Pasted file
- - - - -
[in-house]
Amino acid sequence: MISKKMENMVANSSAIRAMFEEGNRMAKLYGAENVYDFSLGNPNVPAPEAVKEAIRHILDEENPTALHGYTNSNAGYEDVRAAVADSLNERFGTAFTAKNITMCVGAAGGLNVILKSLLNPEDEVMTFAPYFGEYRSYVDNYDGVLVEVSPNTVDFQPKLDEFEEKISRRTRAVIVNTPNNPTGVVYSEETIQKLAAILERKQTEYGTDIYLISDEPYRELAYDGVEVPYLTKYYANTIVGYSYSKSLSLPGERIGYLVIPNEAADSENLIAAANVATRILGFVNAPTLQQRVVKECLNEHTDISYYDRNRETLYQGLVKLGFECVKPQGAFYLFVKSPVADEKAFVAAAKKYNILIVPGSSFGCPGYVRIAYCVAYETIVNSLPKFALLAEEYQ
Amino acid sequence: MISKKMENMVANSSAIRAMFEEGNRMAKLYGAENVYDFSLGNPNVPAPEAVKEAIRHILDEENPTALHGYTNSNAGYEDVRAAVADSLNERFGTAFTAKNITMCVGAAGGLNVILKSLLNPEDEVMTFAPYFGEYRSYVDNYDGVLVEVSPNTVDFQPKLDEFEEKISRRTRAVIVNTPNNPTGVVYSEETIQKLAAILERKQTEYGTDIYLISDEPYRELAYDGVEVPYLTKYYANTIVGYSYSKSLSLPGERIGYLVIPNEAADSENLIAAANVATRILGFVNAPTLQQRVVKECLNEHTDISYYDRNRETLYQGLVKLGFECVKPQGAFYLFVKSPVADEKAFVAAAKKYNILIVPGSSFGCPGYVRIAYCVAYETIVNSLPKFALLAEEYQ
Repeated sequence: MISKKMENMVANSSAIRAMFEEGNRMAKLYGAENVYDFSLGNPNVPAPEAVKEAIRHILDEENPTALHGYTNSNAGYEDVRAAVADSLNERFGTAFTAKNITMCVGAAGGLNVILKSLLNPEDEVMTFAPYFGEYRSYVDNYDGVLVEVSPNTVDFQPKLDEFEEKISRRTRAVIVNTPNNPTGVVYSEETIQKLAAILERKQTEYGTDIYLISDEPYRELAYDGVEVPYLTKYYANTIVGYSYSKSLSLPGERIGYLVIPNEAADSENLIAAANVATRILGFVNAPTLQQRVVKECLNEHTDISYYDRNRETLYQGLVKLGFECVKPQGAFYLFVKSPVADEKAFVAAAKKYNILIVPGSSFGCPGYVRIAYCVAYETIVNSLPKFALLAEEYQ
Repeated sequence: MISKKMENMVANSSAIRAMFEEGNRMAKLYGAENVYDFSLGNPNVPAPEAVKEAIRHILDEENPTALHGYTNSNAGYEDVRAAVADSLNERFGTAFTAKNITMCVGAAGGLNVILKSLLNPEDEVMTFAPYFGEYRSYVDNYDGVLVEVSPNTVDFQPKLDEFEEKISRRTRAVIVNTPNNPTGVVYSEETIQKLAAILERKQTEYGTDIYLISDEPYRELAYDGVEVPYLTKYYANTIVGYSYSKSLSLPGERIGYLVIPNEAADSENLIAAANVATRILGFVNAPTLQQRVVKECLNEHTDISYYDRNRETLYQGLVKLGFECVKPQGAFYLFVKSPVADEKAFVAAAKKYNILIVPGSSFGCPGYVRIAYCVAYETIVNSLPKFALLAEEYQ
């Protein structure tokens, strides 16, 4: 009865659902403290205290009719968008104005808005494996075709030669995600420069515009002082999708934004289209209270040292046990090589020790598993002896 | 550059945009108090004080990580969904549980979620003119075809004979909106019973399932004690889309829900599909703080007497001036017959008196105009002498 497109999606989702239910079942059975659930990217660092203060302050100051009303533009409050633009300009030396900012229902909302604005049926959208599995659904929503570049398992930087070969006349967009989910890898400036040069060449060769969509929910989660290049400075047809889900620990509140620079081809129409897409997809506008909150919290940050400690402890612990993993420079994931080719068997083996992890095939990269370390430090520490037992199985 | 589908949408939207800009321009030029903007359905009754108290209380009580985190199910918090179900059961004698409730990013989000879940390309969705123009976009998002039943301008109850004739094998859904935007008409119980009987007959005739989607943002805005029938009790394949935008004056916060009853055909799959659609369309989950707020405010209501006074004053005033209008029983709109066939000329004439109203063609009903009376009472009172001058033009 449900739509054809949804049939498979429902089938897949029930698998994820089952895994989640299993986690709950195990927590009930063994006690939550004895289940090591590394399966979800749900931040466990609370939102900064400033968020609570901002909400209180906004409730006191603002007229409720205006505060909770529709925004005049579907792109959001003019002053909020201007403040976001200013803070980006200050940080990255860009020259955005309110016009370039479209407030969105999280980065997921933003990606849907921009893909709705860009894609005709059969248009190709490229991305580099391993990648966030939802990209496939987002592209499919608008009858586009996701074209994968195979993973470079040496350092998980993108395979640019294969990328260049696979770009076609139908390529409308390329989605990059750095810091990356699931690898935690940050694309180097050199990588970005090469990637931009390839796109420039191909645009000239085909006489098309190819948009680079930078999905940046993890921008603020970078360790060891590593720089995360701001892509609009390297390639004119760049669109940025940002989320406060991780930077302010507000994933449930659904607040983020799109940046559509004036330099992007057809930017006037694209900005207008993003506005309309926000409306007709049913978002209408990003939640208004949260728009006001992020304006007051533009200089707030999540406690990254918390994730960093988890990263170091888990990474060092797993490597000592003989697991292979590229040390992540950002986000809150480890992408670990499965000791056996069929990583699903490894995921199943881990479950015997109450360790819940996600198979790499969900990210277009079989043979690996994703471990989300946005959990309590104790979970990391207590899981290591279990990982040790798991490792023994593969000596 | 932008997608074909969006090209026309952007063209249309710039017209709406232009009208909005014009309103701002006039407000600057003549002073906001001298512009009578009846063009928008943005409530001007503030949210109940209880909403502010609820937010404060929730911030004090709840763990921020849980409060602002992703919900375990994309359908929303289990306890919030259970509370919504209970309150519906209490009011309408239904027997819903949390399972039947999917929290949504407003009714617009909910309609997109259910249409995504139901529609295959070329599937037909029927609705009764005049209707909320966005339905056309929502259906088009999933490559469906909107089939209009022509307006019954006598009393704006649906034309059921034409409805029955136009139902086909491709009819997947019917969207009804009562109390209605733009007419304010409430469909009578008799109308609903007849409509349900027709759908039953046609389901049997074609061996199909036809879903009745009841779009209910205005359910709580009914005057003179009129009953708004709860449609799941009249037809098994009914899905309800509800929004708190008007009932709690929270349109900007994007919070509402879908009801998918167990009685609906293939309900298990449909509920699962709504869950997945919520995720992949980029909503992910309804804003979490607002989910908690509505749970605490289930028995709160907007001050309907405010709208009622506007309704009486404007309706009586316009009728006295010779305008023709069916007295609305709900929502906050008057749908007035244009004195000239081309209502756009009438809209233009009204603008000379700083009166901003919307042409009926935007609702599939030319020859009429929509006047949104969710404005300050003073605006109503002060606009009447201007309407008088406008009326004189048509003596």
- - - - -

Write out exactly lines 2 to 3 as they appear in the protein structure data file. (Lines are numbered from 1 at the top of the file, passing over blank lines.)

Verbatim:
Amino acid sequence: MISKKMENMVANSSAIRAMFEEGNRMAKLYGAENVYDFSLGNPNVPAPEAVKEAIRHILDEENPTALHGYTNSNAGYEDVRAAVADSLNERFGTAFTAKNITMCVGAAGGLNVILKSLLNPEDEVMTFAPYFGEYRSYVDNYDGVLVEVSPNTVDFQPKLDEFEEKISRRTRAVIVNTPNNPTGVVYSEETIQKLAAILERKQTEYGTDIYLISDEPYRELAYDGVEVPYLTKYYANTIVGYSYSKSLSLPGERIGYLVIPNEAADSENLIAAANVATRILGFVNAPTLQQRVVKECLNEHTDISYYDRNRETLYQGLVKLGFECVKPQGAFYLFVKSPVADEKAFVAAAKKYNILIVPGSSFGCPGYVRIAYCVAYETIVNSLPKFALLAEEYQ
Amino acid sequence: MISKKMENMVANSSAIRAMFEEGNRMAKLYGAENVYDFSLGNPNVPAPEAVKEAIRHILDEENPTALHGYTNSNAGYEDVRAAVADSLNERFGTAFTAKNITMCVGAAGGLNVILKSLLNPEDEVMTFAPYFGEYRSYVDNYDGVLVEVSPNTVDFQPKLDEFEEKISRRTRAVIVNTPNNPTGVVYSEETIQKLAAILERKQTEYGTDIYLISDEPYRELAYDGVEVPYLTKYYANTIVGYSYSKSLSLPGERIGYLVIPNEAADSENLIAAANVATRILGFVNAPTLQQRVVKECLNEHTDISYYDRNRETLYQGLVKLGFECVKPQGAFYLFVKSPVADEKAFVAAAKKYNILIVPGSSFGCPGYVRIAYCVAYETIVNSLPKFALLAEEYQ